DEAR ABBY: My boyfriend and I both have professional careers and are independent. We have been in a committed relationship for eight years now.
When we first met, I wasn't looking to be in a relationship. He pulled all the stops to get me to date him. He was attentive, complimentary, dinner dates, movies, etc. He was the first to say "I love you." Prince Charming had nothing on him.
When he knew I had finally fallen for him, the chase was over and everything came to a screeching halt. No more dates, no more I-love-yous. Everything he did to get me to fall in love with him stopped. The man I fell for doesn't exist anymore.
If I ask him if he loves me, he tells me I shouldn't be insecure and needy. I told him hearing the words mean a lot to me, but the words seem to have been deleted from his vocabulary. Any suggestions on how I can get him to understand how I need to hear it from him? -- LONGING FOR 'I LOVE YOU'
DEAR LONGING: You have already told your boyfriend what you need. Now it's time to find out why he is unwilling to give it to you. Then ask yourself if you want to continue like this indefinitely, because he appears to have changed considerably. Is he the kind of husband you would want for a lifetime? If not, you might be better off with someone more responsive, because this appears to be the status quo, and the man has shown himself to be unlikely to change.Read more in: Love & Dating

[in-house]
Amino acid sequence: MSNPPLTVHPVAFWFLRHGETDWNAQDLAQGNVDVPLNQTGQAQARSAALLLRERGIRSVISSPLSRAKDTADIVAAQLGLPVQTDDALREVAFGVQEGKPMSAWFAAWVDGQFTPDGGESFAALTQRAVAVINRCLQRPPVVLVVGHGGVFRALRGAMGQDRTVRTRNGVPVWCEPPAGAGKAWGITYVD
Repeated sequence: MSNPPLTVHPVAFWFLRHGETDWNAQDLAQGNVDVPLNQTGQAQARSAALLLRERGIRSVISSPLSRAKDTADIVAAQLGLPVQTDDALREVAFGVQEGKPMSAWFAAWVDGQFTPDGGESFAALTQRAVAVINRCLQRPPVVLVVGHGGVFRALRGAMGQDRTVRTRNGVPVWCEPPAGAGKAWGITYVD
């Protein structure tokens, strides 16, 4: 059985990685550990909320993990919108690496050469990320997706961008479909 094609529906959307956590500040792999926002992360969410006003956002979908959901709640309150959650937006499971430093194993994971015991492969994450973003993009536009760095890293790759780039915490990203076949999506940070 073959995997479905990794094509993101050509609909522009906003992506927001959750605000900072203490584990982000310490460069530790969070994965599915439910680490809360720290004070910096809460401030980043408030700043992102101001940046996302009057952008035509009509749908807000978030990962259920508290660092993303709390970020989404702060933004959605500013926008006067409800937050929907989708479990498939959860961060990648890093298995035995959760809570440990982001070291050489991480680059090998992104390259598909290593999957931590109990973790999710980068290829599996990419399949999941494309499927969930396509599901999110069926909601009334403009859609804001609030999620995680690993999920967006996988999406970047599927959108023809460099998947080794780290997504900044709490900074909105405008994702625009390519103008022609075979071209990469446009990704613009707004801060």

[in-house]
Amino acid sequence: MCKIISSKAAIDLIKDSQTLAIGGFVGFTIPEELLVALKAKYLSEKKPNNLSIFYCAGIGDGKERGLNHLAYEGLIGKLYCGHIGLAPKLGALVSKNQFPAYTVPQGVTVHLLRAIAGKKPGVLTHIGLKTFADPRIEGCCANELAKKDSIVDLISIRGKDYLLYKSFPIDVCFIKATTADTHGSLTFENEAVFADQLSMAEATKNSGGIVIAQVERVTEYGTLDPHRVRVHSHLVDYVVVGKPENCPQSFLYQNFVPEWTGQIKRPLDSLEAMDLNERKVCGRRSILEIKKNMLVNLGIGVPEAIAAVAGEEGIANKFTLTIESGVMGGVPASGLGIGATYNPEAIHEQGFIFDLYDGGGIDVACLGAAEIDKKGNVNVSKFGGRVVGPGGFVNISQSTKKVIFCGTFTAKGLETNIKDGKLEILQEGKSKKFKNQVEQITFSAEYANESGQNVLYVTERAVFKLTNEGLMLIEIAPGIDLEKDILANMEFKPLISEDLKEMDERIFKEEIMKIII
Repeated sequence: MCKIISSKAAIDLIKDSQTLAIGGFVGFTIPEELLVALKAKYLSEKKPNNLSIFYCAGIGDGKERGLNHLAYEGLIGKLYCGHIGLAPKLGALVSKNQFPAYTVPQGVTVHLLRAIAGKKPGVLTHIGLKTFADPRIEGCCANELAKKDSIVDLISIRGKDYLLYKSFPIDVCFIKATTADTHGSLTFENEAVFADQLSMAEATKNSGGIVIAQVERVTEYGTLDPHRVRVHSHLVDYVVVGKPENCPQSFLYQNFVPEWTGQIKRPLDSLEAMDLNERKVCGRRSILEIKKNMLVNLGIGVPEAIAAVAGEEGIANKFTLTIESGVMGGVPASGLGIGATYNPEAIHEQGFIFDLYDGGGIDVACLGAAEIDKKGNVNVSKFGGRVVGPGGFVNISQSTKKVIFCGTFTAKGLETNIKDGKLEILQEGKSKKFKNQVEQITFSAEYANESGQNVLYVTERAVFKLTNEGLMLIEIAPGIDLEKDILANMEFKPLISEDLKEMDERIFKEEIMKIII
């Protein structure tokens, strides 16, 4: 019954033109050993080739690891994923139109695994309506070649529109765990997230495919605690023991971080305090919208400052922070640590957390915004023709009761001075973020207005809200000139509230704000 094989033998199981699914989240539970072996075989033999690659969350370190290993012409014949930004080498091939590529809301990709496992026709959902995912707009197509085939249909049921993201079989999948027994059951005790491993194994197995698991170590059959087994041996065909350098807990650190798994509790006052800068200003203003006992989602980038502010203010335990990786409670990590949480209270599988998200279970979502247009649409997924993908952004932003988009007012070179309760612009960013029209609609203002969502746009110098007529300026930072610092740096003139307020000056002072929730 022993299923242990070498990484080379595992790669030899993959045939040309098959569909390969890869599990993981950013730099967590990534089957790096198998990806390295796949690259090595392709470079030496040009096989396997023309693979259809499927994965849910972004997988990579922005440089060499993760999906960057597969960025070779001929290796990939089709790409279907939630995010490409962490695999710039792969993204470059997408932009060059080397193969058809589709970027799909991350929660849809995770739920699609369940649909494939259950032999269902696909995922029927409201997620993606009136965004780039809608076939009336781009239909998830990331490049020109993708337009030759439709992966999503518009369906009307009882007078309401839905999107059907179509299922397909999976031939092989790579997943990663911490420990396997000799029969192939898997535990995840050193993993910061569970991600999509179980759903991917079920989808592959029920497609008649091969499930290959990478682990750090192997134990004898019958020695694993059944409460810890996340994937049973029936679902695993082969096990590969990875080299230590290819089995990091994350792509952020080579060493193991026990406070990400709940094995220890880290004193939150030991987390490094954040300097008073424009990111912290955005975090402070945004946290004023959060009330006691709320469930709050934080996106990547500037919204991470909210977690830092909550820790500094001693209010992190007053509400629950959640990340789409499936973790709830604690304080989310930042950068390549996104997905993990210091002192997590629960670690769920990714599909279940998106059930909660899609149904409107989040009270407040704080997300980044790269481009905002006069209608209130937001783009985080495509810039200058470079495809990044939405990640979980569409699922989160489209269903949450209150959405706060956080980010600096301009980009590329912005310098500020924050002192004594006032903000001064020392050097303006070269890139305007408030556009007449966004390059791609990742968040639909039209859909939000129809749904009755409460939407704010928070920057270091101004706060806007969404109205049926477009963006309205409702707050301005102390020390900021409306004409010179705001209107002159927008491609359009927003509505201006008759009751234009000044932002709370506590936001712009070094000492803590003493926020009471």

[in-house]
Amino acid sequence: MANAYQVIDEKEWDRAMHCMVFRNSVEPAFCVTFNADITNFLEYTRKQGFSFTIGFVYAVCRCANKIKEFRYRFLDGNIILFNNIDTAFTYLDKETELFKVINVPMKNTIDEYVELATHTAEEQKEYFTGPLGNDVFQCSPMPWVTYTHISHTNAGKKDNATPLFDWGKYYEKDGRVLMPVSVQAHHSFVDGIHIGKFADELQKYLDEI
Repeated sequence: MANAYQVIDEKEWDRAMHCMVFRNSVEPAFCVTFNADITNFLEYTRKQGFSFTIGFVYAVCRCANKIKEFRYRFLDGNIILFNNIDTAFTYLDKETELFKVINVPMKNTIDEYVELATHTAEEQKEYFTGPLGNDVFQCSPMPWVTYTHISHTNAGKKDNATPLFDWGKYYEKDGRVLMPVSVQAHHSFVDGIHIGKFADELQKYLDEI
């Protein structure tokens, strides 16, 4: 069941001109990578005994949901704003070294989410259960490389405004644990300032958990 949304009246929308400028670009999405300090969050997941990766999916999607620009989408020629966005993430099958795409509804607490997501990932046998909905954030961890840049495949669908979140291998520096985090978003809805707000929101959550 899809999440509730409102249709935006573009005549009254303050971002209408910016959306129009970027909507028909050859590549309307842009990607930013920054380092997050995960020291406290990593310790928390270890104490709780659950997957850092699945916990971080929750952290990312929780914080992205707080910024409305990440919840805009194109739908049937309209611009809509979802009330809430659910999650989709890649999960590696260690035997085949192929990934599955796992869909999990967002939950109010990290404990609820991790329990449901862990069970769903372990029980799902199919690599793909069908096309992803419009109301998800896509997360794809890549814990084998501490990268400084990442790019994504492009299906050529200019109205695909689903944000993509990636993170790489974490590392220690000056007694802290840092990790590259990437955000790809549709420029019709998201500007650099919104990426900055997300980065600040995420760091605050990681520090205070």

DEAR ABBY: With technology the way it is today and everyone taking photos and videos of everyone around them, are there any new rules of etiquette? I'm asking because of a couple situations I've been in lately.
The other day I was kayaking with some people I met online. While I was rowing, struggling to catch up with those who were faster, breathing hard and sweating, a kayaker in front of me whom I had just met started videotaping me. I didn't want to be videotaped, but I didn't want to break my stride and explain.
Yesterday I was in a hot spring at a health spa, wearing a swimsuit. I looked up and a woman I didn't know was about to take a photo of two other women. I was in the background. Fortunately, I was able to leap out of the way, and the only part of me that might have been photographed was my backside.
In both situations I was uncomfortable, but I did nothing to stop it. What is a polite way to ask someone to stop? -- PHOTO-SHY IN CALIFORNIA
DEAR PHOTO-SHY: It's perfectly acceptable to say, "Please don't do that," or "Let me get out of range." If the photographer has any manners, he/she will accommodate you.Read more in: Etiquette & Ethics
DEAR ABBY: My husband never gets me anything for Mother's Day. We have two children. He says, "You're not my mother!" What do you think? -- HURT IN PENNSYLVANIA
DEAR HURT: Is your husband the father of your children? If the answer is yes, I think the man you married is thoughtless, insensitive or cheap.Read more in: Holidays & Celebrations | Marriage & Divorce